Known as- Tall bearded iris
Grow Zone - 3 to 10
Type- Herbaceous perennial
Smith Scl. hardy? No
ht.- 2.5 to 3 ft.
Span- 1 to 2 ft.
Shade/Light- Full sun
Moisture- Medium dampure
Hi/Lo Maint- Medium
Best grown in humusy, moderate wet, well-drained soils in full sun. Best
flowering and disease resistance occur in full sun. Good soil drainage
is essential to combat potential soft rot problems. Avoid use of mulch
for the same reason. Heavy clay soils such as those present in much of
the St. Louis area must be amended prior to planting (e.g., add gypsum,
coarse sand, organic matter) or raised plantings should be considered.
Plant rhizomes shallowly (cover with 1/2’ soil) and 12-24’
apart in mid to late summer (July to early September). Fertilize lightly
in early spring. Deadhead individual spent flowers and remove flowering
stems to the ground after bloom. Divide plants when overcrowding occurs
(every 3-4 years).
“Midnight Fragrance” is a tall bearded iris which typically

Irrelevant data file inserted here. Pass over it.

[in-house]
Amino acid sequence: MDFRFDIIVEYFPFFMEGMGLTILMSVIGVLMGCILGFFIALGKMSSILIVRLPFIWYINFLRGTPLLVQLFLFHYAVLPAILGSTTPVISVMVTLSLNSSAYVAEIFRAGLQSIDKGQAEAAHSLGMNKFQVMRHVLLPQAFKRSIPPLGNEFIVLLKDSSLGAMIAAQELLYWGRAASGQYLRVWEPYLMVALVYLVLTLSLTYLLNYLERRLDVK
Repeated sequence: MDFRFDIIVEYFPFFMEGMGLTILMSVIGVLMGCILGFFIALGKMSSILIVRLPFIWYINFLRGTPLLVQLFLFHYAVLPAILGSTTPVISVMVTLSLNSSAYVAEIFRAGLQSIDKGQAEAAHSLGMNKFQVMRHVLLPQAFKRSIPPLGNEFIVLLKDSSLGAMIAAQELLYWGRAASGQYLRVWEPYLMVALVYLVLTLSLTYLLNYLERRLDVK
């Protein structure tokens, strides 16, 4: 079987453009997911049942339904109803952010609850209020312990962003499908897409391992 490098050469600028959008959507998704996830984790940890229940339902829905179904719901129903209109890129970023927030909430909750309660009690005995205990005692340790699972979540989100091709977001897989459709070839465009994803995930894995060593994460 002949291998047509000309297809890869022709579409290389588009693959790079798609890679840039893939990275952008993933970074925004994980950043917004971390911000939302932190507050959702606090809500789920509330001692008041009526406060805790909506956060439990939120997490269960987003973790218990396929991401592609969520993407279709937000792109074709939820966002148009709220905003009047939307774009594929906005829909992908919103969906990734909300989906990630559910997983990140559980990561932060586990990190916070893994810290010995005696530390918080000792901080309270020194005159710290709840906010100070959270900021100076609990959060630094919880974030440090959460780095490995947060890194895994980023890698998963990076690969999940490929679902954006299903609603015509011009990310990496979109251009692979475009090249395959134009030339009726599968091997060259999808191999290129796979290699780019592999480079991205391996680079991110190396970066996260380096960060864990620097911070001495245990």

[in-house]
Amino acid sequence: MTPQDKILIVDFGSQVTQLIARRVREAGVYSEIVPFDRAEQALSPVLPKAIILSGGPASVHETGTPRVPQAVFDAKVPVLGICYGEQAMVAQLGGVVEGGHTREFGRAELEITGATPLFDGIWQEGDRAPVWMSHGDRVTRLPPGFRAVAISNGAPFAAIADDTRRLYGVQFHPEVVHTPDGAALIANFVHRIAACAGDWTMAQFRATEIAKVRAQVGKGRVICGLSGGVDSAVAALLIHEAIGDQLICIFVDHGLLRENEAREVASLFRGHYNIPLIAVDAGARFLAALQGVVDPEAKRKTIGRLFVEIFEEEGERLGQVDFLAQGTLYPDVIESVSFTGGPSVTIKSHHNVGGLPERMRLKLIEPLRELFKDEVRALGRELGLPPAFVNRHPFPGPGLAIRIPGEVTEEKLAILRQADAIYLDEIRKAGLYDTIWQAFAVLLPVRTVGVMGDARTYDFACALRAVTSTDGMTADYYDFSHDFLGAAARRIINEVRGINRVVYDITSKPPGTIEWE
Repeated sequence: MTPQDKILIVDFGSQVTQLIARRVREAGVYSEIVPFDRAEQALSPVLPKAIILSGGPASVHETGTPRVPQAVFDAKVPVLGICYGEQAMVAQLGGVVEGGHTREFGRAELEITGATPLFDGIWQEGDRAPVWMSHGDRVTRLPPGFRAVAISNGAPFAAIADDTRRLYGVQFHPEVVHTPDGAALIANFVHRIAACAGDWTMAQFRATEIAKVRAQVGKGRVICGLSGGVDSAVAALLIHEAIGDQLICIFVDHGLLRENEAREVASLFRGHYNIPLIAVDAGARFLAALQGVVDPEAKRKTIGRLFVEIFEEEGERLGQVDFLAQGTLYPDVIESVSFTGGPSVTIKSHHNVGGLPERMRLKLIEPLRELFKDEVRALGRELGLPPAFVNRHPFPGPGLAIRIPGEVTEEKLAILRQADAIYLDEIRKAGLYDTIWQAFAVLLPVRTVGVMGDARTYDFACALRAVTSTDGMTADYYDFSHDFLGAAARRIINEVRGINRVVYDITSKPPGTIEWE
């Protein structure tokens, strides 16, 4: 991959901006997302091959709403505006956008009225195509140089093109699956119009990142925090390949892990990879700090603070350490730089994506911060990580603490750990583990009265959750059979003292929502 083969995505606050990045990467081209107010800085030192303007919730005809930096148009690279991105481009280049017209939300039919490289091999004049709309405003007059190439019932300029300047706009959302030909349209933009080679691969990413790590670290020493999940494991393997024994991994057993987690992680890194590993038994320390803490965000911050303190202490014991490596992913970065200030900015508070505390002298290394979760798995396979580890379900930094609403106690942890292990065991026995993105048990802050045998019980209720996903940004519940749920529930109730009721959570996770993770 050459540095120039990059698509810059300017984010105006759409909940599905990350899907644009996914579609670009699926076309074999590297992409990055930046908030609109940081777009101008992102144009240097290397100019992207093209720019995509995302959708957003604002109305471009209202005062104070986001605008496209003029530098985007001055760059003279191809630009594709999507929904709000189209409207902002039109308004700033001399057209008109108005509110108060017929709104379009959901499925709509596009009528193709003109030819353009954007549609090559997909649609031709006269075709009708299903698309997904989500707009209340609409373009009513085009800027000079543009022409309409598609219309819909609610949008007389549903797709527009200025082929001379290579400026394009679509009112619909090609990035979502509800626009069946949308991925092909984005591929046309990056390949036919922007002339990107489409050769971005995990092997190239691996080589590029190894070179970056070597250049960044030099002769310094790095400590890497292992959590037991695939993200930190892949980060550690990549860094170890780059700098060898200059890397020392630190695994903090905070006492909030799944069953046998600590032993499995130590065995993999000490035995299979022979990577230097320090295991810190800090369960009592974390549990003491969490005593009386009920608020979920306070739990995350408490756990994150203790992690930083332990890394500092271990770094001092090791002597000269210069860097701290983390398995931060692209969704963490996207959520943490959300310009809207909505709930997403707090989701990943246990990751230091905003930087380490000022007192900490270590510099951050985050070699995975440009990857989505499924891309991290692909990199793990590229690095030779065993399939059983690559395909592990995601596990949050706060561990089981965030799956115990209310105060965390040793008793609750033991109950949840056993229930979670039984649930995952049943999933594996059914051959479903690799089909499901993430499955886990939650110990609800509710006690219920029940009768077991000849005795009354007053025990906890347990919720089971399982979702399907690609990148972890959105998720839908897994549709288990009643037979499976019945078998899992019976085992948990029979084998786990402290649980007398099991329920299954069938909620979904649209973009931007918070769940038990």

grows to 36’ tall and slowly spreads by rhizomes. As the cultivar
name suggests, blooms are sweetly fragrant. Standards and falls are dark
violet black and ruffled. Blooms in spring. Sword-shaped, linear leaves.
C. Hahn 1989.
The major insect pest of bearded iris is iris borer. Major disease problems
are bacterial soft rot and fungal leaf spot. Good sanitation practices
are the most important component of any disease/insect control program-
promptly remove and destroy diseased foliage/rhizomes, promptly remove
and destroy borer-infected foliage/rhizomes and perform an annual clean-up
of all debris and foliage from beds in fall after frost. The most frequent
causes of failure to flower or sparse flowering are (1) rhizomes are planted
too deep, (2) plants are located in too much shade, (3) plants were given
too much fertilizer or (4) plants have become overcrowded and need division.
Shade/Lightny beds and borders.